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Kentucky lawmakers consider funding school nurses statewide

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J. Tyler Franklin
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As the pandemic continues to surge in the state, the Kentucky Nurses Association is asking lawmakers to set aside money so every public school can have a full-time nurse.

Advocates say school nurses help students stay healthy and in class and can be an important resource for kids struggling at school or at home.

They can also help identify and address mental health issues, which school counselors say have become more frequent and intense among students during the pandemic.

Eva Stone, a nurse and health services manager for Jefferson County Public Schools, said that school nurses are especially important in Kentucky, which has higher rates of obesity and diabetes and ranks lower on measures like oral health.

“With all these negative health indicators we have in the state of Kentucky, having some systems in place to try and address these things early on can have a big impact for children educationally and for their long-term health.”

The Kentucky Nurses Association is asking the legislature to set aside $18 million over the next two years to help schools that don’t have nurses to hire one, and boost part-time school nurses up to full-time.

Currently 29 of Kentucky’s 171 school districts don’t have any school nurses. Many schools—especially ones that share a campus—split nurses between them.

Sheila Schuster, a health advocate and executive director of the Advocacy Action Network, said having a part-time nurse isn’t enough because students, parents and staff won’t get to know them.

“It’s better than nothing, but I think what happens is both the students and the school personnel and the parents aren’t sure what that schedule is,” Schuster said. “When she’s spread across several buildings on a campus, it’s just not the most effective model.”

Kentucky lawmakers have to write a new two-year budget this year. Republican leaders of the House and Democratic Gov. Andy Beshear have both unveiled initial proposals, but the spending plan will be finalized in the coming weeks.

Lawmakers have more money to play with than they have in recent years because of a multibillion-dollar budget surplus estimated for the end of this fiscal year and billions of dollars from the federal coronavirus relief bill and infrastructure bill coming to Kentucky in the next few months.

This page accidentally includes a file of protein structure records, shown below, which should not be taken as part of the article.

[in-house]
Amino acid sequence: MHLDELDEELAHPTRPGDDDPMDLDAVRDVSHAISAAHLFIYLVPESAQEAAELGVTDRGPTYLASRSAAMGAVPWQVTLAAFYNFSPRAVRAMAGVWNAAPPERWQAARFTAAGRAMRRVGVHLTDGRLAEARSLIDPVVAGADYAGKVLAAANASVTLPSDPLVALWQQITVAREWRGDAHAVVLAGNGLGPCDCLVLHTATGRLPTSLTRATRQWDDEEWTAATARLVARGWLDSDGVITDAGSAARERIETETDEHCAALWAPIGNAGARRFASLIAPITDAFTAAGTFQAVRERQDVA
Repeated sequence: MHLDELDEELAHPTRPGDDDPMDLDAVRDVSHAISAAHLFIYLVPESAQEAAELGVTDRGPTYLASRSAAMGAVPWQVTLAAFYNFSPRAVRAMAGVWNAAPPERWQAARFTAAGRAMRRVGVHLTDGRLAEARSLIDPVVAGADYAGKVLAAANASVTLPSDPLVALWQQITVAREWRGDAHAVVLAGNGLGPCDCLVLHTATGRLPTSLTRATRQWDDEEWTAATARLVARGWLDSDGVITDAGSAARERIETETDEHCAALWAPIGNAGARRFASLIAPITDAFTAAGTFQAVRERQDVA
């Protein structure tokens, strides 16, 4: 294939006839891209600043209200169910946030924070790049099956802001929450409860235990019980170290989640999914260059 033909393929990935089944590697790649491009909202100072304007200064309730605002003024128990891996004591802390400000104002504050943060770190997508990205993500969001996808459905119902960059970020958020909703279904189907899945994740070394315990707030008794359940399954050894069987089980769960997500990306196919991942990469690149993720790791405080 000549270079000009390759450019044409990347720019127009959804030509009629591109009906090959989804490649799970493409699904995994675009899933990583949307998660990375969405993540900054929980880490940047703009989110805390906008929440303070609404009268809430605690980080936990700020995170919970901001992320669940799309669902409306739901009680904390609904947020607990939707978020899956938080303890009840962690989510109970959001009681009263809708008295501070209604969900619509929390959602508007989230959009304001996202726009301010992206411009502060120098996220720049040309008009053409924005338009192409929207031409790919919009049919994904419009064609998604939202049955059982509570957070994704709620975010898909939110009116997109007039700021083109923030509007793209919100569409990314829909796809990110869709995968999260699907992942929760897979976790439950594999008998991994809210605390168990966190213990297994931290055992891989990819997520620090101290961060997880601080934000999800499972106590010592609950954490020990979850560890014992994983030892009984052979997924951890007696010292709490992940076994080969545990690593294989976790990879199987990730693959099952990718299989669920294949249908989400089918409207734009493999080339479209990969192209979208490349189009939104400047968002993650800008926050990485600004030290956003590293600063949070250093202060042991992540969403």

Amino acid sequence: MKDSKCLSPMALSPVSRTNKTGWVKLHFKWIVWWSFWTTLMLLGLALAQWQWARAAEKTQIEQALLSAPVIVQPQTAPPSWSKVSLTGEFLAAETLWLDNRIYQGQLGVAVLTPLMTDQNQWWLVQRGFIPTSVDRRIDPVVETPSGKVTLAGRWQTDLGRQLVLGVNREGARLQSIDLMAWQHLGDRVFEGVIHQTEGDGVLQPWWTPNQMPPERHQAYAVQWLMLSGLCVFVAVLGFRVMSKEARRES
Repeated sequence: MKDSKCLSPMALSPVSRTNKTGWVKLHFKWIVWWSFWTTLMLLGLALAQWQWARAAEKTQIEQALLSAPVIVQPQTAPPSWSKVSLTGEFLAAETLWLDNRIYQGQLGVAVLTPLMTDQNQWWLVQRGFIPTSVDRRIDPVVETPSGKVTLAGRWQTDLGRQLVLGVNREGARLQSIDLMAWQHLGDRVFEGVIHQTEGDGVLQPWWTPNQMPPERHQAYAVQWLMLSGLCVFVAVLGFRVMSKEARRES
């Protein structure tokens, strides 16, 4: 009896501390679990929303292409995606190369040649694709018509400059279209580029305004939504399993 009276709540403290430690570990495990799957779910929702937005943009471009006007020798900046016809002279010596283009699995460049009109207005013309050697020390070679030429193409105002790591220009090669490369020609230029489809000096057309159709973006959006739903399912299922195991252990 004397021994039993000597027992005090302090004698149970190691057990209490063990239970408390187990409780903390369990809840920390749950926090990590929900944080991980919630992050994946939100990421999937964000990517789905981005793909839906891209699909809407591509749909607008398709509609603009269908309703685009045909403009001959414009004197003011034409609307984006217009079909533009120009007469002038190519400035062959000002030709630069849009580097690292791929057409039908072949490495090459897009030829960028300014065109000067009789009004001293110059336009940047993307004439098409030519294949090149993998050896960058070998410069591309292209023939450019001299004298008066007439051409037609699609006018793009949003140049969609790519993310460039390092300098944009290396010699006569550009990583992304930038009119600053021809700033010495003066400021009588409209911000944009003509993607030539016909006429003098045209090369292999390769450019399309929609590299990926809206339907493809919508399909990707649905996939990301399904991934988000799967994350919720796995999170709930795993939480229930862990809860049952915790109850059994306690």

Rep. Steve Riley, a Republican from Glasgow and former school administrator, said having dedicated school nurses would free up teachers and staff who end up handling health issues.

“I spent a lot of time in emergency rooms. Kids getting hurt, punching walls and doing all that kind of stuff. And in reality I needed to be at school as opposed to doing that,” Riley said.

Rep. Tina Bojanowski, a Democrat from Louisville and teacher, said she’s worked at schools that don’t have nurses, and students’ issues sometimes go unaddressed.

“All of the ‘Band-Aid and boo-boo’ issues are brought to the school secretary, and she gets really good at handling Band-Aids and boo-boos. But all of those other areas that would really help our students become more healthy and be more in the position where they can be learning won’t be happening,” Bojanowski said.

Schuster said now is the perfect time to fund the school nurses initiative.

“COVID has brought out all of these issues and exacerbated them and shown the inequities and shown the mental health and its effect on academics and physical health. We plead with you to really strongly consider putting this money in the budget,” Schuster said.

Ryland is the state capitol reporter for the Kentucky Public Radio Network, a group of public radio stations including WKU Public Radio. A native of Lexington, Ryland has covered politics and state government for NPR member stations KWBU in Waco and KUT in Austin.
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